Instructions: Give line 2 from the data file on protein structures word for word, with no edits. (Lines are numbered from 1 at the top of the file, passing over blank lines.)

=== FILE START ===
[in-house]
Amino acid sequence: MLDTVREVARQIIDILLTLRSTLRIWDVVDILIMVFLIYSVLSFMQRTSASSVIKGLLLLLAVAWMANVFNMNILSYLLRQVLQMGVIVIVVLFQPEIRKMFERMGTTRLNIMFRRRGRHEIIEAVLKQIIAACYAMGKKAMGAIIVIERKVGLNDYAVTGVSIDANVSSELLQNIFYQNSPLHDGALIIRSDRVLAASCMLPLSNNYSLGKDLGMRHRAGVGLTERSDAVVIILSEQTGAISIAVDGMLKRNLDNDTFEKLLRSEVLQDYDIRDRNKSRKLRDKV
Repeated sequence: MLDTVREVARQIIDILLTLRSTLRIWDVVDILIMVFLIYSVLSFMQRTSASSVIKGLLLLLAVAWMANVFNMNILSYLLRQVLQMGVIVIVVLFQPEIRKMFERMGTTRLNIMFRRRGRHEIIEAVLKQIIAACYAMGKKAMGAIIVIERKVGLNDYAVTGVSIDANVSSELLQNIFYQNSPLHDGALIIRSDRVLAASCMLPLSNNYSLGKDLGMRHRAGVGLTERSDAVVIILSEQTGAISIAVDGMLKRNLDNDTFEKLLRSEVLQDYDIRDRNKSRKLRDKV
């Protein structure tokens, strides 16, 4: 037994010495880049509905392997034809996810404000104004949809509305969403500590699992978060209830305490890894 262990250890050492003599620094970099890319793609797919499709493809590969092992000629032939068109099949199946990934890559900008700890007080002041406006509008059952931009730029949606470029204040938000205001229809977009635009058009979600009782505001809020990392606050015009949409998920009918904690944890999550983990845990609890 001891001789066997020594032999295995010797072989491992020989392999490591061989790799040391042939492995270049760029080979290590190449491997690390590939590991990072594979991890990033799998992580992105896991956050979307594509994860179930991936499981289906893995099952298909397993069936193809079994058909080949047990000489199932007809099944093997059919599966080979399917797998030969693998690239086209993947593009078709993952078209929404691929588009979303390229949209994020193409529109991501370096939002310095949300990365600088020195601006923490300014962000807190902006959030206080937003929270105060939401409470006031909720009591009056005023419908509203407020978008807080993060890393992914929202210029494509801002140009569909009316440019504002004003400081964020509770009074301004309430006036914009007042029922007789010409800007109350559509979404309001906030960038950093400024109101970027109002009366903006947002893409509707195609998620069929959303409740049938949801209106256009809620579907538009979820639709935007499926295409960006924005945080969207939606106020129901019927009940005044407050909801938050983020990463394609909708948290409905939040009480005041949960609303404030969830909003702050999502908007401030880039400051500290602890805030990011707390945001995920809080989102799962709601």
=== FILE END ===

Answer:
Amino acid sequence: MLDTVREVARQIIDILLTLRSTLRIWDVVDILIMVFLIYSVLSFMQRTSASSVIKGLLLLLAVAWMANVFNMNILSYLLRQVLQMGVIVIVVLFQPEIRKMFERMGTTRLNIMFRRRGRHEIIEAVLKQIIAACYAMGKKAMGAIIVIERKVGLNDYAVTGVSIDANVSSELLQNIFYQNSPLHDGALIIRSDRVLAASCMLPLSNNYSLGKDLGMRHRAGVGLTERSDAVVIILSEQTGAISIAVDGMLKRNLDNDTFEKLLRSEVLQDYDIRDRNKSRKLRDKV